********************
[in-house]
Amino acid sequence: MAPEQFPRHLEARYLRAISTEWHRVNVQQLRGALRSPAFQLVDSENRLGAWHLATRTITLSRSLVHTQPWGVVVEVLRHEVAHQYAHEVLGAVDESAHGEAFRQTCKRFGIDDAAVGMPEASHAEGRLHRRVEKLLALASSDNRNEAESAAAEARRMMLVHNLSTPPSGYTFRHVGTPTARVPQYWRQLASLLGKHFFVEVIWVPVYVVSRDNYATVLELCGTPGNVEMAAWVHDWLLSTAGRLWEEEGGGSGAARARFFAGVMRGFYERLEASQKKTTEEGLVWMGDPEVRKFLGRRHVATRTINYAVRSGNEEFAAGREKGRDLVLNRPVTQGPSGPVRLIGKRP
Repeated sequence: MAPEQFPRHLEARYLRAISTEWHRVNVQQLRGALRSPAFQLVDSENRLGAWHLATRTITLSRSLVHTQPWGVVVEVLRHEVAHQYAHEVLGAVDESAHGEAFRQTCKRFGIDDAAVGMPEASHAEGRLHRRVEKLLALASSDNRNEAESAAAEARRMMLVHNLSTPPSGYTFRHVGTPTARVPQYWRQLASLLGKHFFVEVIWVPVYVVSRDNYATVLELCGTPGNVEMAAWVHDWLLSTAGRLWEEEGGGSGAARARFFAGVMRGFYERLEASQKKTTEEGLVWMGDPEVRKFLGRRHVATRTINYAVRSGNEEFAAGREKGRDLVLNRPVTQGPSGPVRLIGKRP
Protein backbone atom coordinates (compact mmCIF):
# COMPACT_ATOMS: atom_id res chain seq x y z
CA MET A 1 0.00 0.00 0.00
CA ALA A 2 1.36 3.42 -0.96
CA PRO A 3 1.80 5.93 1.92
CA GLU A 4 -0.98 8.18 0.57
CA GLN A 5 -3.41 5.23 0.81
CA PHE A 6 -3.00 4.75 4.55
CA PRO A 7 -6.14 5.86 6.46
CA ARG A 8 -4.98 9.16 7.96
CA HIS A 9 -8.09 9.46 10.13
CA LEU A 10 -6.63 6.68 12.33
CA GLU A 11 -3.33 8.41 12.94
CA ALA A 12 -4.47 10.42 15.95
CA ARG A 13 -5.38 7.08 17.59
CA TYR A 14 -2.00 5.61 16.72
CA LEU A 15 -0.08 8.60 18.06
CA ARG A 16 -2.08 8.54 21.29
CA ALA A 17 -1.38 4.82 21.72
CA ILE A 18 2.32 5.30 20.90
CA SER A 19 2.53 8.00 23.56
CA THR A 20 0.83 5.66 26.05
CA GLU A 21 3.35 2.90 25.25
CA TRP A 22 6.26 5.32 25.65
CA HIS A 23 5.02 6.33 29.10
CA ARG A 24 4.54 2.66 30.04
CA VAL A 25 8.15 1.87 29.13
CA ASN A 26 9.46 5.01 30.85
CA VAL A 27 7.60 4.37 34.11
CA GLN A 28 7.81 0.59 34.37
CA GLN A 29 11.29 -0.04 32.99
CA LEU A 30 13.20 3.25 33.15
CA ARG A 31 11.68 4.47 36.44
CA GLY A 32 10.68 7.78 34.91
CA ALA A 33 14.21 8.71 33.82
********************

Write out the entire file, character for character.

[in-house]
Amino acid sequence: MAPEQFPRHLEARYLRAISTEWHRVNVQQLRGALRSPAFQLVDSENRLGAWHLATRTITLSRSLVHTQPWGVVVEVLRHEVAHQYAHEVLGAVDESAHGEAFRQTCKRFGIDDAAVGMPEASHAEGRLHRRVEKLLALASSDNRNEAESAAAEARRMMLVHNLSTPPSGYTFRHVGTPTARVPQYWRQLASLLGKHFFVEVIWVPVYVVSRDNYATVLELCGTPGNVEMAAWVHDWLLSTAGRLWEEEGGGSGAARARFFAGVMRGFYERLEASQKKTTEEGLVWMGDPEVRKFLGRRHVATRTINYAVRSGNEEFAAGREKGRDLVLNRPVTQGPSGPVRLIGKRP
Repeated sequence: MAPEQFPRHLEARYLRAISTEWHRVNVQQLRGALRSPAFQLVDSENRLGAWHLATRTITLSRSLVHTQPWGVVVEVLRHEVAHQYAHEVLGAVDESAHGEAFRQTCKRFGIDDAAVGMPEASHAEGRLHRRVEKLLALASSDNRNEAESAAAEARRMMLVHNLSTPPSGYTFRHVGTPTARVPQYWRQLASLLGKHFFVEVIWVPVYVVSRDNYATVLELCGTPGNVEMAAWVHDWLLSTAGRLWEEEGGGSGAARARFFAGVMRGFYERLEASQKKTTEEGLVWMGDPEVRKFLGRRHVATRTINYAVRSGNEEFAAGREKGRDLVLNRPVTQGPSGPVRLIGKRP
Protein backbone atom coordinates (compact mmCIF):
# COMPACT_ATOMS: atom_id res chain seq x y z
CA MET A 1 0.00 0.00 0.00
CA ALA A 2 1.36 3.42 -0.96
CA PRO A 3 1.80 5.93 1.92
CA GLU A 4 -0.98 8.18 0.57
CA GLN A 5 -3.41 5.23 0.81
CA PHE A 6 -3.00 4.75 4.55
CA PRO A 7 -6.14 5.86 6.46
CA ARG A 8 -4.98 9.16 7.96
CA HIS A 9 -8.09 9.46 10.13
CA LEU A 10 -6.63 6.68 12.33
CA GLU A 11 -3.33 8.41 12.94
CA ALA A 12 -4.47 10.42 15.95
CA ARG A 13 -5.38 7.08 17.59
CA TYR A 14 -2.00 5.61 16.72
CA LEU A 15 -0.08 8.60 18.06
CA ARG A 16 -2.08 8.54 21.29
CA ALA A 17 -1.38 4.82 21.72
CA ILE A 18 2.32 5.30 20.90
CA SER A 19 2.53 8.00 23.56
CA THR A 20 0.83 5.66 26.05
CA GLU A 21 3.35 2.90 25.25
CA TRP A 22 6.26 5.32 25.65
CA HIS A 23 5.02 6.33 29.10
CA ARG A 24 4.54 2.66 30.04
CA VAL A 25 8.15 1.87 29.13
CA ASN A 26 9.46 5.01 30.85
CA VAL A 27 7.60 4.37 34.11
CA GLN A 28 7.81 0.59 34.37
CA GLN A 29 11.29 -0.04 32.99
CA LEU A 30 13.20 3.25 33.15
CA ARG A 31 11.68 4.47 36.44
CA GLY A 32 10.68 7.78 34.91
CA ALA A 33 14.21 8.71 33.82